Protests also delayed the opening of 19 voting stations, as community members dug trenches to deny IEC staff and voters access to the venues.

The IEC said it filled the trenches with the help of municipalities and anticipated the voting stations would open later.

Inclement weather in Cape Town delayed the opening of more than a dozen voting stations.

IEC Western Cape head Michael Hendrickse said 19 of the province’s 1,577 voting stations did not open on time due to rain in the city. The commission first had to ensure the safety of temporary voting station structures, he said.

“The one impact we have experienced is the weather, and the rain is especially affecting our operations in tents,” said Hendrickse.

“Overall, outside the metro voting is proceeding well. People are turning up, but we are watching the weather closely.”

Hendrickse said rain and wind threatened the stability of 35 IEC tents in the province, mostly in Cape Town.

Some were in areas prone to flooding, mainly Site B in Khayelitsha, Marikana, Philippi East and Macassar.

Meanwhile, hail delayed the opening of voting stations in Giyani, Limpopo.

While there was no load-shedding, power supply disruptions impacted voting in some parts of Limpopo and the Northern Cape, it said.

Former president Jacob Zuma has his thumb inked before casting his vote at Ntolwane Primary School in KwaNxamalala, KwaZulu-Natal.
MARKED MAN Former president Jacob Zuma has his thumb inked before casting his vote at Ntolwane Primary School in KwaNxamalala, KwaZulu-Natal.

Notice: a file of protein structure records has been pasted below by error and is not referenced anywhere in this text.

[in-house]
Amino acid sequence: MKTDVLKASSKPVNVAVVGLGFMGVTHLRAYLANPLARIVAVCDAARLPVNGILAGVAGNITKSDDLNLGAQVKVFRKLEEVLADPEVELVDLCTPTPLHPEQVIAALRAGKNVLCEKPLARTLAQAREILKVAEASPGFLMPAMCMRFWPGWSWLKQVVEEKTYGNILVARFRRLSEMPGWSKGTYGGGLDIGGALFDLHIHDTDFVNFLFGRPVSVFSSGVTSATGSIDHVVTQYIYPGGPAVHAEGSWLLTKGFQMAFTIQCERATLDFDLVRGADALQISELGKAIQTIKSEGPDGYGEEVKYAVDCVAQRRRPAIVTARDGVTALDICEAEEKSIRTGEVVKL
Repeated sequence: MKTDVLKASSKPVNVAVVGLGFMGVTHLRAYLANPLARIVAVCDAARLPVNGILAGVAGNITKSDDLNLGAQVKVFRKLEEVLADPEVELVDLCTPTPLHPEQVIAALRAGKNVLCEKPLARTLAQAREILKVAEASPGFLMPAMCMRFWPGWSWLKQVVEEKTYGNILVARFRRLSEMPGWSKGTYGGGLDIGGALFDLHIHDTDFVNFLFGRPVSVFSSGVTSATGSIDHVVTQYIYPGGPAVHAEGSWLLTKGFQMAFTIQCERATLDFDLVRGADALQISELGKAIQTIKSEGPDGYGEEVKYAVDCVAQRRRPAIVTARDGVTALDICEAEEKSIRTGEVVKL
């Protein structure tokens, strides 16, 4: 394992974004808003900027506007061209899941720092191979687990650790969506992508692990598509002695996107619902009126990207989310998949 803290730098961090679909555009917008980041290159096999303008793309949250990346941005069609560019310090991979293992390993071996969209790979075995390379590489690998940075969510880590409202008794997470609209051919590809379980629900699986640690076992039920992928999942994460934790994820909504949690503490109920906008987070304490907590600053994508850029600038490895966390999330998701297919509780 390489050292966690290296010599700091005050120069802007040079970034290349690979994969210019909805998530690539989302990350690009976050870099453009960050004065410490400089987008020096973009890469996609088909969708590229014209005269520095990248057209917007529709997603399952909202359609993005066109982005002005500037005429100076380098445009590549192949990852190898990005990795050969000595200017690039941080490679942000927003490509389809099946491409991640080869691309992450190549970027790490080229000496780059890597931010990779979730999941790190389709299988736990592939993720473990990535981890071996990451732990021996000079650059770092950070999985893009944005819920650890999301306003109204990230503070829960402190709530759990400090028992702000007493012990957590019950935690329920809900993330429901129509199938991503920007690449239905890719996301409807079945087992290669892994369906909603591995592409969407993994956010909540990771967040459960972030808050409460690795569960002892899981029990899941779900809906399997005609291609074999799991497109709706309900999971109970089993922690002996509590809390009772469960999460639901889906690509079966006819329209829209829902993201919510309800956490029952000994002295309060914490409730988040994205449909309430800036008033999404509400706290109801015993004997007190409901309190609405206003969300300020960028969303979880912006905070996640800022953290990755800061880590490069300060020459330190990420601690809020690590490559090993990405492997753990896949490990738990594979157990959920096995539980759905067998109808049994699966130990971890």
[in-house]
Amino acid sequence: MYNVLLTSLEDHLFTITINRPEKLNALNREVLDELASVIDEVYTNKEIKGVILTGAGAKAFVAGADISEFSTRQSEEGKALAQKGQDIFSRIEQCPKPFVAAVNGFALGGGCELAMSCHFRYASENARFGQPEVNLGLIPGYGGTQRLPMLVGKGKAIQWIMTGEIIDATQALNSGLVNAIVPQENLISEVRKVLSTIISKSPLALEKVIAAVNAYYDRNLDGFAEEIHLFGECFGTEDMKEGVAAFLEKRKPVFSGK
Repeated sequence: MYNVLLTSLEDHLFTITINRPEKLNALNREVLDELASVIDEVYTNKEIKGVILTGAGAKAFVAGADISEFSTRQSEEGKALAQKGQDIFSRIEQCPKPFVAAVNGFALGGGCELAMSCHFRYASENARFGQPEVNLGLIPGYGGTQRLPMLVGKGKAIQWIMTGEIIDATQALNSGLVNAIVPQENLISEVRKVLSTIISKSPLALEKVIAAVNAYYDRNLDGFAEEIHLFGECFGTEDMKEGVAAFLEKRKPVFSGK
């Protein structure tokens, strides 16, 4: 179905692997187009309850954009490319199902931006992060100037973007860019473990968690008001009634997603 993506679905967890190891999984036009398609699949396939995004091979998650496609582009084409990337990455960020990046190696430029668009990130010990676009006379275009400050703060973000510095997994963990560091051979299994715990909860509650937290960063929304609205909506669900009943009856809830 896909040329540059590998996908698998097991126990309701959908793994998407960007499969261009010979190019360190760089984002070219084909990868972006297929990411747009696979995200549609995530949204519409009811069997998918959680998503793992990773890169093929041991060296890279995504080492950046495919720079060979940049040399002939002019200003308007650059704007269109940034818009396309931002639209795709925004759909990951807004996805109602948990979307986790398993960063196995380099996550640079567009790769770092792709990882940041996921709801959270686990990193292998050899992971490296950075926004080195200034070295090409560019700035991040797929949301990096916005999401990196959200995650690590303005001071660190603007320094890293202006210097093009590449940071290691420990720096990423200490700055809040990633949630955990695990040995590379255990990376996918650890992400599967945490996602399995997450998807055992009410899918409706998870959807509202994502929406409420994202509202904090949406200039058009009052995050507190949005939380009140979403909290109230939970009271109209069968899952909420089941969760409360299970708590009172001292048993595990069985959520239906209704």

Image: Sandile Ndlovu

Election day also saw Jacob Zuma out in public for the first time since his release on medical parole in September.

The former president, who has clashed with the ANC leadership, called on party members not to be swayed by political bickering among those jostling for positions of power, adding that it was more important to vote for the ANC.

Zuma was speaking outside Ntolwane Primary School in his ancestral village of KwaNxamalala in KwaZulu-Natal after casting his vote.

“They must not be swayed by individuals as individuals are not important in the ANC, but are important because they become they are part of this organisation,” he said.

Zuma took the opportunity to call on everyone to “go out and vote, voting is very important”.

He reiterated that his vote went to the ANC and that he was happy to have made his mark.

He called on anyone seeking to punish the ANC at the polls by abstaining or voting for another party to “stop that and go vote for the ANC”.

President Cyril Ramaphosa voted at Hitekani Primary School in Chiawelo, Soweto.

Ramaphosa, accompanied by first lady Tshepo Motsepe, said he was delighted at the culmination of the election campaign.

“It’s been a few weeks of real hard work, but I’m glad many South Africans are seemingly excited to exercise their democratic right.

“I went on my usual walk this morning and a number of people I met in the streets were saying they are on their way to vote, and this was early as 6.30am. There is a great deal of excitement,” he said.

* Sunday Times Daily and TimesLIVE had reporters deployed across the country to capture election day. Read a compilation of the stories below.